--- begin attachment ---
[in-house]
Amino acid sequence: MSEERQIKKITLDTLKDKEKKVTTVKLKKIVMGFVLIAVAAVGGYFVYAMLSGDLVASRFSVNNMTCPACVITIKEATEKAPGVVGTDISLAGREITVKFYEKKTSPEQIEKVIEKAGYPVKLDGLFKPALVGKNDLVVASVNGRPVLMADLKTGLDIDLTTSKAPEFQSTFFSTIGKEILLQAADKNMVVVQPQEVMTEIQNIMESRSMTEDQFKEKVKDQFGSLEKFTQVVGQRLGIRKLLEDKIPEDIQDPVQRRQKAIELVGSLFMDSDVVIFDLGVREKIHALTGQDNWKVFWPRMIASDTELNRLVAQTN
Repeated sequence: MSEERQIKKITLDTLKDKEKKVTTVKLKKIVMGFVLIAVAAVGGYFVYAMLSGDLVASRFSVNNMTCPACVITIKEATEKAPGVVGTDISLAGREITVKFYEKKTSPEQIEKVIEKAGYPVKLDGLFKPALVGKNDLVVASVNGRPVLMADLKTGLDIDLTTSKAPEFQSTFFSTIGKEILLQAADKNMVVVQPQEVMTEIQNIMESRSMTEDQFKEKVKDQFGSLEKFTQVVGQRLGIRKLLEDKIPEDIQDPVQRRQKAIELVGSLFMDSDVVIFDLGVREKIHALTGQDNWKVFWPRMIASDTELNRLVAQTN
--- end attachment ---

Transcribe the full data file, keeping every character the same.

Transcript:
[in-house]
Amino acid sequence: MSEERQIKKITLDTLKDKEKKVTTVKLKKIVMGFVLIAVAAVGGYFVYAMLSGDLVASRFSVNNMTCPACVITIKEATEKAPGVVGTDISLAGREITVKFYEKKTSPEQIEKVIEKAGYPVKLDGLFKPALVGKNDLVVASVNGRPVLMADLKTGLDIDLTTSKAPEFQSTFFSTIGKEILLQAADKNMVVVQPQEVMTEIQNIMESRSMTEDQFKEKVKDQFGSLEKFTQVVGQRLGIRKLLEDKIPEDIQDPVQRRQKAIELVGSLFMDSDVVIFDLGVREKIHALTGQDNWKVFWPRMIASDTELNRLVAQTN
Repeated sequence: MSEERQIKKITLDTLKDKEKKVTTVKLKKIVMGFVLIAVAAVGGYFVYAMLSGDLVASRFSVNNMTCPACVITIKEATEKAPGVVGTDISLAGREITVKFYEKKTSPEQIEKVIEKAGYPVKLDGLFKPALVGKNDLVVASVNGRPVLMADLKTGLDIDLTTSKAPEFQSTFFSTIGKEILLQAADKNMVVVQPQEVMTEIQNIMESRSMTEDQFKEKVKDQFGSLEKFTQVVGQRLGIRKLLEDKIPEDIQDPVQRRQKAIELVGSLFMDSDVVIFDLGVREKIHALTGQDNWKVFWPRMIASDTELNRLVAQTN